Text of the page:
By JILL RIFKIN
ALBANY — Trendy teens painstakingly assembling bean soup ingredients early on a Saturday morning? Third graders working skillfully and cooperatively with students double their age stringing bead necklaces and crafting colorful pot holders? Sounds like an improbable dream to many a harried parent. Not so at the Grassroot Givers’ “Day of Simple Giving” fundraiser, held at St.. Sophia’s Church in Albany Saturday, Nov. 5.
About 350 excited volunteers of all ages gathered to create and assemble practical items, such as socks, toiletries, bean soup mixes, cookies, jewelry, and books, many donated by area businesses, to be given to Albany public schools and numerous organizations serving the poor, such as Equinox, Interfaith Partnership for the Homeless, and veterans programs,
Volunteers at 12 work stations crafted hundreds of woven pot holders for families transitioning from shelters to new homes, decorated cookies, wrapped countless Christmas towels around cake mix boxes, and wrote personalized messages for armed forces members. Gabriel Antonikowski, member of the bean soup brigade, and president of the local chapter of Jack and Jill, a historic African-American organization, was eager to do his part. “There’s so much hunger in the community,” he said. “That’s why Jack and Jill always comes here to make healthy soup.”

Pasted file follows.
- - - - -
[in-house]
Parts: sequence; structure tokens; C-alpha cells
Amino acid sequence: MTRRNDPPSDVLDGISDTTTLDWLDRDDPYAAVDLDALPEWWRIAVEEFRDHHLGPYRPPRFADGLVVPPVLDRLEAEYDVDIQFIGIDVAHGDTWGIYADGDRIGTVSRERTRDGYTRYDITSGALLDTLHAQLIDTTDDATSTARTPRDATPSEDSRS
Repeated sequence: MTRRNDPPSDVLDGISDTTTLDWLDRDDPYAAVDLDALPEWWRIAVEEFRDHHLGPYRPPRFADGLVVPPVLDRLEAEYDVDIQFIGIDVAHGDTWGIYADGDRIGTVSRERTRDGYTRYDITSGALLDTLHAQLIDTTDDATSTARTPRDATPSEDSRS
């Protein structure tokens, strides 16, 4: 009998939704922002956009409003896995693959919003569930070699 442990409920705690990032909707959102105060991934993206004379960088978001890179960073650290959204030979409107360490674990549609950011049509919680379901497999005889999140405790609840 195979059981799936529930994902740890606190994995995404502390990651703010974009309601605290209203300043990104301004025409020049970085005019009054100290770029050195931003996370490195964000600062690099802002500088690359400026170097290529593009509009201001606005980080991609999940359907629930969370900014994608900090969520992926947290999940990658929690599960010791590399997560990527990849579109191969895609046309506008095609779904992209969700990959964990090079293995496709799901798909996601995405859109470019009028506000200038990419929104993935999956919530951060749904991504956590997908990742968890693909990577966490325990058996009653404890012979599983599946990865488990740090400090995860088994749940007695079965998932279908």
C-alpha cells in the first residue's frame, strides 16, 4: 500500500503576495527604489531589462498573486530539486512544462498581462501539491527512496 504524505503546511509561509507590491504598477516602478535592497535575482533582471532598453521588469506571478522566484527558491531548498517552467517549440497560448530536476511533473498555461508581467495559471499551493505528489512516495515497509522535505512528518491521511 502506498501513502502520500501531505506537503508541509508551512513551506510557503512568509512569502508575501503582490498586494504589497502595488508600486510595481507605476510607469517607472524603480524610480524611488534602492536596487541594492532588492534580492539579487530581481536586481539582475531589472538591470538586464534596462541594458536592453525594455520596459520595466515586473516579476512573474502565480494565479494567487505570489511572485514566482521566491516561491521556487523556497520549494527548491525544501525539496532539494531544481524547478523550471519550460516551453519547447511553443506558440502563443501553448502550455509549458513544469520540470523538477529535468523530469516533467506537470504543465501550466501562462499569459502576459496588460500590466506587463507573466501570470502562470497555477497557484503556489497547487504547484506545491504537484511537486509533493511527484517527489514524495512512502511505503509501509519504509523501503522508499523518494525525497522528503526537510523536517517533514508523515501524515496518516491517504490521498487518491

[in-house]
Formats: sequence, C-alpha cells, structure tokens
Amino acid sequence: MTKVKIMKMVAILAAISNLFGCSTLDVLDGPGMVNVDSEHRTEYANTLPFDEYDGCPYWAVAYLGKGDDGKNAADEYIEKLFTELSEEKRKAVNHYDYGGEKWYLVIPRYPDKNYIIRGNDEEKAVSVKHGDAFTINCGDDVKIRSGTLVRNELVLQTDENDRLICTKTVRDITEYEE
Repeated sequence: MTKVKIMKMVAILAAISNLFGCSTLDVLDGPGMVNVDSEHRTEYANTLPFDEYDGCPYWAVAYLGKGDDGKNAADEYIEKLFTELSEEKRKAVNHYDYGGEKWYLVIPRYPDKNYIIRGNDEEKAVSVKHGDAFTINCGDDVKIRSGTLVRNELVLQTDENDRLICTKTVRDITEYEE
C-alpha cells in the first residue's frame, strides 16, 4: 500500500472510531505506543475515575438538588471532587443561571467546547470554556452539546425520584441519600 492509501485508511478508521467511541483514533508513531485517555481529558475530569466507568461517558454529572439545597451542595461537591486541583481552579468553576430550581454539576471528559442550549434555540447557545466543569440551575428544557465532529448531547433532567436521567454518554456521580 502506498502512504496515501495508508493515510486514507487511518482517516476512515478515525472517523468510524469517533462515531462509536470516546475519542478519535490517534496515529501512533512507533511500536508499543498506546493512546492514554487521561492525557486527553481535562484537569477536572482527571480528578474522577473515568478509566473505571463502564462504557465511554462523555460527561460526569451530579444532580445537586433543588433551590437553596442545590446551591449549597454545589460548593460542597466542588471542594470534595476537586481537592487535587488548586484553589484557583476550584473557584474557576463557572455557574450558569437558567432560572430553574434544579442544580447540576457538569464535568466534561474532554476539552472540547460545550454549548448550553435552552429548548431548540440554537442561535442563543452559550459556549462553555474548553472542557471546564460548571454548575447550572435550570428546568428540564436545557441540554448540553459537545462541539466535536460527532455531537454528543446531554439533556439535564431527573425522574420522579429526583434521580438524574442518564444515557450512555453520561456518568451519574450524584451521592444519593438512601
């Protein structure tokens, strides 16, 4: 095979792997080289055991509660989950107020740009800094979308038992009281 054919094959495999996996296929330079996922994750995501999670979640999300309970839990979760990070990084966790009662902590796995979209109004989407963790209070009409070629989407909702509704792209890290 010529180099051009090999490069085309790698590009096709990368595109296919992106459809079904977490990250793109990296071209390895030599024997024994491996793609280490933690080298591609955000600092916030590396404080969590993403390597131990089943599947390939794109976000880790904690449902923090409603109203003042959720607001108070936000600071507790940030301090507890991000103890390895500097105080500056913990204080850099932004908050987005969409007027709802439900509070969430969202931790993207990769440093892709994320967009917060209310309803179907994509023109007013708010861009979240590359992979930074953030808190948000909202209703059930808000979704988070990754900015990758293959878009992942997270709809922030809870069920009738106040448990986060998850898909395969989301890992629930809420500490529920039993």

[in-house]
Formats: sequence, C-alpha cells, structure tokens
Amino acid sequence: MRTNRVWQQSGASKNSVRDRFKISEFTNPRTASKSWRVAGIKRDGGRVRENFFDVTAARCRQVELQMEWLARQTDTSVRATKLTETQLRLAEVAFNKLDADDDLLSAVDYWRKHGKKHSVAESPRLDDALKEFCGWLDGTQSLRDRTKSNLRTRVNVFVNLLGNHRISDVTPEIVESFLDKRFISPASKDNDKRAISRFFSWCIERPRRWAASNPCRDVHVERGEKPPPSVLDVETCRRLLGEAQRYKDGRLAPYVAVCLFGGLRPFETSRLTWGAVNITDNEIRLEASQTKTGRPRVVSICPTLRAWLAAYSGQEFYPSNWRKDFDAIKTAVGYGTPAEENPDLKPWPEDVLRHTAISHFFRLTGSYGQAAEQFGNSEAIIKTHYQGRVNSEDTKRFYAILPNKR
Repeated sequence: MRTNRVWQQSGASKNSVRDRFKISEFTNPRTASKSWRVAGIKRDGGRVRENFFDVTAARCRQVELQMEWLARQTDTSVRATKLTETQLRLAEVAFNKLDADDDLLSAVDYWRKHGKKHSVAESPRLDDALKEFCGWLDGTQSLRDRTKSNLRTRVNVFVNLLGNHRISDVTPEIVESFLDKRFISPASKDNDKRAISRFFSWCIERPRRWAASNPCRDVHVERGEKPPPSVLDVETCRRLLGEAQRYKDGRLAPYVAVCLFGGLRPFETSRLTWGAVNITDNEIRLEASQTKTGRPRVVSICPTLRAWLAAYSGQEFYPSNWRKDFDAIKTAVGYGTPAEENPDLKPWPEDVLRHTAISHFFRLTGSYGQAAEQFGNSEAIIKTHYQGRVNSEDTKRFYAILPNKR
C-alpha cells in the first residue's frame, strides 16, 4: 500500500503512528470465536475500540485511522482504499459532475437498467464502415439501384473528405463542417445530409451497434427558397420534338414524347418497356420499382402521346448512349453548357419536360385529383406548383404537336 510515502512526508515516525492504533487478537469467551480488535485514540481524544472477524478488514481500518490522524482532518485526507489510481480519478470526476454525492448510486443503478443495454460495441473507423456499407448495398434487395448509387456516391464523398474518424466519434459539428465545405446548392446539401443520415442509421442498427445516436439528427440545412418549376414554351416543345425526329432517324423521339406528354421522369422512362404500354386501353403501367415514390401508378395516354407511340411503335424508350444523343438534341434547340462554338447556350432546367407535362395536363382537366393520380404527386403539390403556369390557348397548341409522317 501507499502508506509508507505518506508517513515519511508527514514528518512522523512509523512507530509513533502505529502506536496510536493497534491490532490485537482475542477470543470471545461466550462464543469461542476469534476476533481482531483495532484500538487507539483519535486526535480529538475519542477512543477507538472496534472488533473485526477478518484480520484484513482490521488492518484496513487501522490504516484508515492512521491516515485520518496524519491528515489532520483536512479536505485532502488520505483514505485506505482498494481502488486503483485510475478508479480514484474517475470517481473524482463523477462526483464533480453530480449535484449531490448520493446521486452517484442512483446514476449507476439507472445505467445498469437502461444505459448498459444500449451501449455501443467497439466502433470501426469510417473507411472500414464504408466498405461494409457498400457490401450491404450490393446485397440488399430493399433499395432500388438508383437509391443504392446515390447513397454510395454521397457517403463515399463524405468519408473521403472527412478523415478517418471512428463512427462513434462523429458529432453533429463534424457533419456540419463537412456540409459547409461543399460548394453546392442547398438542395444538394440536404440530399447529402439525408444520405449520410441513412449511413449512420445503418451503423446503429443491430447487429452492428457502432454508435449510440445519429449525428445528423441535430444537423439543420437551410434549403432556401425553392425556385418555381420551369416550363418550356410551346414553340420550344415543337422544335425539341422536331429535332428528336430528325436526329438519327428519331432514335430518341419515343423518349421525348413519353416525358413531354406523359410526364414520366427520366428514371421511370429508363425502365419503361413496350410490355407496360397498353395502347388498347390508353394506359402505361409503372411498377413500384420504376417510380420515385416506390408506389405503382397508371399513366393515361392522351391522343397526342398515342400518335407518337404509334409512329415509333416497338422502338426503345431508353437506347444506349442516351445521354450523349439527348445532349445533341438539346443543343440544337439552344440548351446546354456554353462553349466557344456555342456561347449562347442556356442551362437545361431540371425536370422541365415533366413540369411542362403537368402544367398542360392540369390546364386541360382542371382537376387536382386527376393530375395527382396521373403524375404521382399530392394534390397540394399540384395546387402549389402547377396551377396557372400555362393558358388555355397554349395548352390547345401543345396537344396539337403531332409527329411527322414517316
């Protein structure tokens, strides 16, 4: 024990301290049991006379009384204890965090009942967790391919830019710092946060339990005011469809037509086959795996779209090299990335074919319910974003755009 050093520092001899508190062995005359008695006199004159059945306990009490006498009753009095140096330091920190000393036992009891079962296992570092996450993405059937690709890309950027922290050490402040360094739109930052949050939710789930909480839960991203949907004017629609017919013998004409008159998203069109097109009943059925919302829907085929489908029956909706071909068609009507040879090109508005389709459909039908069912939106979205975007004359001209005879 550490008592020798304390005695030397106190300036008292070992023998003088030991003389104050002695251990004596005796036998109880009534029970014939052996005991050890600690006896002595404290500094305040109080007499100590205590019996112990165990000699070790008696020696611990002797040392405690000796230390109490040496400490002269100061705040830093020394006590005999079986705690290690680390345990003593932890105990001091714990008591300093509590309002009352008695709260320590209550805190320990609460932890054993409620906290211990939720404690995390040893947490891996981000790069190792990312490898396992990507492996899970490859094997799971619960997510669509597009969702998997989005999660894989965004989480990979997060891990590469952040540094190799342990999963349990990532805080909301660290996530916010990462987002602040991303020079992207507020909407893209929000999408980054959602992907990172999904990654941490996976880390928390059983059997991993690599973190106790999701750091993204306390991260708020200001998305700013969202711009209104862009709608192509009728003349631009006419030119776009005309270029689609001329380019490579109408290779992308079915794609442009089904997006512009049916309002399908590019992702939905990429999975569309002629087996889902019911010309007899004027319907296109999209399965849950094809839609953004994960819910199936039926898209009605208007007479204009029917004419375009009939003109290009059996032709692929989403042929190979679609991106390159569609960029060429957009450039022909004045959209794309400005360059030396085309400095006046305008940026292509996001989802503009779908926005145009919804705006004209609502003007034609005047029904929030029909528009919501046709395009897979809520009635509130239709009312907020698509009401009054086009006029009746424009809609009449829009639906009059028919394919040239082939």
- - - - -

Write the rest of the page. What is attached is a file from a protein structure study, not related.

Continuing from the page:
Grassroot Givers’ founders Roberta Sandler and Mary Partridge-Brown took over the abandoned YMCA in 2009 and transformed the gigantic swimming pool into a free library filled with donated top quality books. Painted bright aquamarine blue with dozens of bookshelves, cozy nooks, and stairs for entrance into the “pool,” it’s an astonishing facility. 99,000 books have been donated to impoverished residents. A free Community Store, stocked with donated new or near new household items and clothing, serves 600 patrons weekly.
Albany Mayor Kathy Sheehan and Congressman Paul Tonko visited, as did Ron Rock, Chair of SEFCU’s board, a generous patron. Sheehan noted that Grassroot Givers has galvanized hundreds of people wanting to help the disadvantaged. “They work with so many community organizations, asking how they can help rather than guessing or reinventing the wheel.” Rock concurred. “Everyone told Roberta and Mary it’s impossible to transform an abandoned swimming pool into a library, but they turned it into a remarkable facility.They do a great job!”
Six-year-old Milo Myers, proudly displaying the bag of toiletries he’d assembled, agreed. “I have a lot of things. We’re helping people who don’t by making stuff for them, and I like to do that.”
For more information, visit GrassRootGivers.org or call 542-1276 or 817-5921.